25. However, a system of proper registration and renewal is designed to protect members of the public and the reputation of the profession. By acting dishonestly in that he made a false declaration when renewing his HCPC registration, the Registrant undermined the trust and confidence that the public and the profession have in those who are regulated. Furthermore, the Panel is satisfied that public confidence in the profession and the HCPC as its regulator would be undermined if a finding of impairment were not made. Honesty is integral to being a member of the profession and the trust and confidence that members of the public expect to have in those who act in a professional role.
Decision on Sanction
26. The Panel then heard submissions as to the approach it should take to the question of sanction.
27. It heard and accepted the advice of the Legal Assessor.
28. The Panel noted that the question of sanction is a matter of the Panel exercising its professional judgement.
29. The Panel took into account the following aggravating and mitigating factors.
30. The aggravating factors identified are:
• An act of dishonesty is always a serious matter;
• A false declaration to the regulator;
• No disclosure to the HCPC or his employer prior to being referred by his employer in May 2015 following a DBS check;
• The Registrant has not attended this hearing to demonstrate remorse and insight into the effects of his behaviour on the public and wider public interest.
31. The following mitigating factors were identified:
• Early admission to the police that he was the driver of the vehicle involved in the collision;
• Guilty plea at the Magistrates Court;
• Full admissions to the allegation in his pro forma response to the HCPC;
• No evidence to suggest that this was anything other than an isolated act;
• The Panel has no evidence of any previous regulatory matters.
32. The Panel has balanced the Registrant’s interests with the public interest, which includes the protection of service users and maintaining the reputation of the profession and the HCPC as its regulator. It has had regard to the Indicative Sanctions Policy.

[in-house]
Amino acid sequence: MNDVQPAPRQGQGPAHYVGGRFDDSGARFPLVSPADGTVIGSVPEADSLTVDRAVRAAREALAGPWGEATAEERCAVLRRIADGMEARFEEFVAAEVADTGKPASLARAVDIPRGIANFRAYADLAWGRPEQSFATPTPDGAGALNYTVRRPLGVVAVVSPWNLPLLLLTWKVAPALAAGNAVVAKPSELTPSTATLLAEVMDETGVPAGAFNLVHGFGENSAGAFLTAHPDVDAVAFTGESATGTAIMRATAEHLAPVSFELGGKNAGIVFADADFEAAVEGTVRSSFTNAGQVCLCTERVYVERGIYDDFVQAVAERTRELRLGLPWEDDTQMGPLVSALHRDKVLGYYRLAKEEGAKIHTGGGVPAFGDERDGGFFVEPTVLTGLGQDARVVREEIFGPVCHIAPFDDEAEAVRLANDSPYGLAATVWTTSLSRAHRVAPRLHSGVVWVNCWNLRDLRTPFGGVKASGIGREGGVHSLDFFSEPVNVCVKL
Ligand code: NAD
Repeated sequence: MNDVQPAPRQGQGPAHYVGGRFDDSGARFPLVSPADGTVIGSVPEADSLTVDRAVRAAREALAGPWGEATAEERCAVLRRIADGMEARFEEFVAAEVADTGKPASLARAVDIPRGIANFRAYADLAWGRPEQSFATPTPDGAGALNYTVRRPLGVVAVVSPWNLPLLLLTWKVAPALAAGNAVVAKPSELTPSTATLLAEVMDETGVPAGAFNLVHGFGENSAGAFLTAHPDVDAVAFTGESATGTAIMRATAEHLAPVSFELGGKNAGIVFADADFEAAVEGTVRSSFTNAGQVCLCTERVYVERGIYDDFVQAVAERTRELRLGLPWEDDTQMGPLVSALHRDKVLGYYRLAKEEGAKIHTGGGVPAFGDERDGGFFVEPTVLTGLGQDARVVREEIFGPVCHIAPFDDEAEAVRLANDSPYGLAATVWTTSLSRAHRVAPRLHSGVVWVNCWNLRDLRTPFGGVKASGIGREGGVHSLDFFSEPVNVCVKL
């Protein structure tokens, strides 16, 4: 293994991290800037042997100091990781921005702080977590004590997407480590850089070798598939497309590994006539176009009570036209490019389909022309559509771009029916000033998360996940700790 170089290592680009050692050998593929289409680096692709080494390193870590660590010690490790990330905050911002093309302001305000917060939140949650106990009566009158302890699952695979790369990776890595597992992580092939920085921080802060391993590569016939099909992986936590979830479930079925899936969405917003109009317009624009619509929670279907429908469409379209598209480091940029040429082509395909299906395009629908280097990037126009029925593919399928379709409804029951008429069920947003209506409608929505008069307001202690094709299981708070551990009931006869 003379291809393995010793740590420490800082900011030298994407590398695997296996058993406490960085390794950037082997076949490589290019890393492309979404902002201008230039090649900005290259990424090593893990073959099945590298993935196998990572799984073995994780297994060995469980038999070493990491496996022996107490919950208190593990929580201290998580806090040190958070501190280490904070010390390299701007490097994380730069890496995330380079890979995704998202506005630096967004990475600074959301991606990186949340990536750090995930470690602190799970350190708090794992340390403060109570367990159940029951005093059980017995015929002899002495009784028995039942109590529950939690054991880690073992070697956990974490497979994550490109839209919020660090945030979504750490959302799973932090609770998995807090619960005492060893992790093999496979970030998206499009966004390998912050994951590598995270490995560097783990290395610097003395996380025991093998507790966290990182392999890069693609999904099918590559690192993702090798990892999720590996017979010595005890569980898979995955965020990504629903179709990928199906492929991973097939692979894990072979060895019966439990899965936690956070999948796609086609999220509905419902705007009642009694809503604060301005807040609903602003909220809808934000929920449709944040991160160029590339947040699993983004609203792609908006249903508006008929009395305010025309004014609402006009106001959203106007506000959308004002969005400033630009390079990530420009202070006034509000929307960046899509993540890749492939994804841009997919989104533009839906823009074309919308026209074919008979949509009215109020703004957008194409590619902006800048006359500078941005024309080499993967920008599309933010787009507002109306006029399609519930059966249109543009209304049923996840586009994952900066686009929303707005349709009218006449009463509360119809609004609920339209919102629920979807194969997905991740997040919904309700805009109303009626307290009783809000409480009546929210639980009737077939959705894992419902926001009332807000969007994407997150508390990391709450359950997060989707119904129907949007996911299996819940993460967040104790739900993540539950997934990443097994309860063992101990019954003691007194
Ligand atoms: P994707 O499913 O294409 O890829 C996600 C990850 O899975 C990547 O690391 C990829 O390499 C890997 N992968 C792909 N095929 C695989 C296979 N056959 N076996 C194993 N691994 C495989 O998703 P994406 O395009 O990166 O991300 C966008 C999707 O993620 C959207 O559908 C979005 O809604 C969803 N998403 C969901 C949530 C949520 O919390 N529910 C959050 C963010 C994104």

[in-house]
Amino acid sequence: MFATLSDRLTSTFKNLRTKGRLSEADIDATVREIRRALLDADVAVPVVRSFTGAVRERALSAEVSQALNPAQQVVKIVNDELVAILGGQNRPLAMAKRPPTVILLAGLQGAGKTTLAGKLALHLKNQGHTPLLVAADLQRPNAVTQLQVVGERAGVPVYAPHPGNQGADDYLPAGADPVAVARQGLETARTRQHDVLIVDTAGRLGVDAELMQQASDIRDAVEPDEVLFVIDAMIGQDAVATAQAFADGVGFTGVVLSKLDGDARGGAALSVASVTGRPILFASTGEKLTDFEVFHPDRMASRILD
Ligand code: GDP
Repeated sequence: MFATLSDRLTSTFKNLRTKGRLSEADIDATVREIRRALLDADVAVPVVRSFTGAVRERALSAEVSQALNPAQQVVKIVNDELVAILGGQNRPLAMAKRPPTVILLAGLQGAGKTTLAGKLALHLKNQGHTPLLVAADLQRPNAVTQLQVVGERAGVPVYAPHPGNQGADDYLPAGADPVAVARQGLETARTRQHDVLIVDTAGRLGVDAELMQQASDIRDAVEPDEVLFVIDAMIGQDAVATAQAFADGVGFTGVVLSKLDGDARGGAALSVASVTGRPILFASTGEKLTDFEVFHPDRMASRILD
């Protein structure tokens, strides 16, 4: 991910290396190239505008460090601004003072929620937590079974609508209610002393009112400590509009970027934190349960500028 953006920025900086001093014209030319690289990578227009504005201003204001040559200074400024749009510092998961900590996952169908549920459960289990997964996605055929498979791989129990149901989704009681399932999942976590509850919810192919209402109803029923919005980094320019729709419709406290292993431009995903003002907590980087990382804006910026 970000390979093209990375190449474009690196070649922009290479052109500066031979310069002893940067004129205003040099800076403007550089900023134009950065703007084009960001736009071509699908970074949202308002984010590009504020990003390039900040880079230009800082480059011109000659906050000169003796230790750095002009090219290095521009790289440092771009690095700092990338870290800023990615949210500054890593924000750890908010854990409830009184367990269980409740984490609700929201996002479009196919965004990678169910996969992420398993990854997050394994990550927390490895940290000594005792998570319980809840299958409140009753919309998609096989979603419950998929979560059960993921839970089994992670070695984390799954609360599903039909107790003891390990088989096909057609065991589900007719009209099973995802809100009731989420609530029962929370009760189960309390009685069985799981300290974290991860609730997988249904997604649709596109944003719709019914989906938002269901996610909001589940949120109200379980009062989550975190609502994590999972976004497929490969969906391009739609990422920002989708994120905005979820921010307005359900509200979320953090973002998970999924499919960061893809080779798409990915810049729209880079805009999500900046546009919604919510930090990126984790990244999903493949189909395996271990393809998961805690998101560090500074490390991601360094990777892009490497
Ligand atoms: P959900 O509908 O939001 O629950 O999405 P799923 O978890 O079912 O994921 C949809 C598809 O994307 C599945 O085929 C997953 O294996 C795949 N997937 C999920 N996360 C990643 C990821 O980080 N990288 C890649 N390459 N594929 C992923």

33. It notes that the purpose of a sanction is not punitive, although it may have a punitive effect. The Panel has throughout been guided by the principle of proportionality, namely to do no more than is necessary to meet the risks identified and to reflect its earlier findings of fact and decision on impairment.
34. The Panel accepts that the Registrant’s conviction and his subsequent dishonesty in falsifying his renewal form were serious in that they damage the wider public interest and undermine proper professional standards. The Panel is satisfied that such behaviours require the Registrant’s practice to be subject to some form of restriction.
35. The Panel first considered whether to take no further action in this case. However, the matters found proved are too serious to take no further action. For the same reasons, a caution order would also not be appropriate or proportionate. There is a lack of information as to the current level of insight and remorse on the part of the Registrant. Mediation would not be applicable in this case.
36. The Panel then went on to consider whether a conditions of practice order would be the proportionate response. The Panel notes that any potential conditions must be appropriate, measurable and workable. However, it has no idea as to what the Registrant may currently be doing or any information as to his future career intentions. The Panel determined that an act of dishonesty cannot be readily remedied by a period of conditional registration.
37. The Panel then went on to consider whether a suspension order would be the proportionate and appropriate response. The Panel is satisfied that the interrelated actions of the Registrant represented an isolated act and that there is no evidence to suggest that there was a risk to service users. However, the Panel recognises the seriousness of the matters found proved and the detrimental effect on the profession and its regulator. The Panel determined that a suspension order sends out the required deterrent message to the profession and the Registrant that such behaviours are unacceptable; as well as protecting and maintaining public confidence in the profession and its regulator. In the circumstances, the Panel decided a suspension order for a period of four months was the appropriate and proportionate response.
38. The Panel did not direct a review prior to the expiry of the order, it is satisfied that a period of suspension for 4 months will adequately mark the gravity of the matters.